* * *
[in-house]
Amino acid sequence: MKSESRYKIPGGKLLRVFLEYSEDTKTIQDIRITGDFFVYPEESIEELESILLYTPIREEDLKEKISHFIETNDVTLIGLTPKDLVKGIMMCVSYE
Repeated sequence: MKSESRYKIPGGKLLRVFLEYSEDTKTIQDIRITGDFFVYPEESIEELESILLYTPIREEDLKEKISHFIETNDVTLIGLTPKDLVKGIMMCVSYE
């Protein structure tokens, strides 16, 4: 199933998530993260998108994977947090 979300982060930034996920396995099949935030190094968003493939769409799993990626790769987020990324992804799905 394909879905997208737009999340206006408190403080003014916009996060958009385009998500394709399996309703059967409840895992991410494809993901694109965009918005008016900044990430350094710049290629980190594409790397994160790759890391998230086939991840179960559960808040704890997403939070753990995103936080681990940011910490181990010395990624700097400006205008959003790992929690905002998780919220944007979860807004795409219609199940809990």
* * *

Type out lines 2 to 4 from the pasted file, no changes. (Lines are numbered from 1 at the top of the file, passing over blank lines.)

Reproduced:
Amino acid sequence: MKSESRYKIPGGKLLRVFLEYSEDTKTIQDIRITGDFFVYPEESIEELESILLYTPIREEDLKEKISHFIETNDVTLIGLTPKDLVKGIMMCVSYE
Repeated sequence: MKSESRYKIPGGKLLRVFLEYSEDTKTIQDIRITGDFFVYPEESIEELESILLYTPIREEDLKEKISHFIETNDVTLIGLTPKDLVKGIMMCVSYE
């Protein structure tokens, strides 16, 4: 199933998530993260998108994977947090 979300982060930034996920396995099949935030190094968003493939769409799993990626790769987020990324992804799905 394909879905997208737009999340206006408190403080003014916009996060958009385009998500394709399996309703059967409840895992991410494809993901694109965009918005008016900044990430350094710049290629980190594409790397994160790759890391998230086939991840179960559960808040704890997403939070753990995103936080681990940011910490181990010395990624700097400006205008959003790992929690905002998780919220944007979860807004795409219609199940809990």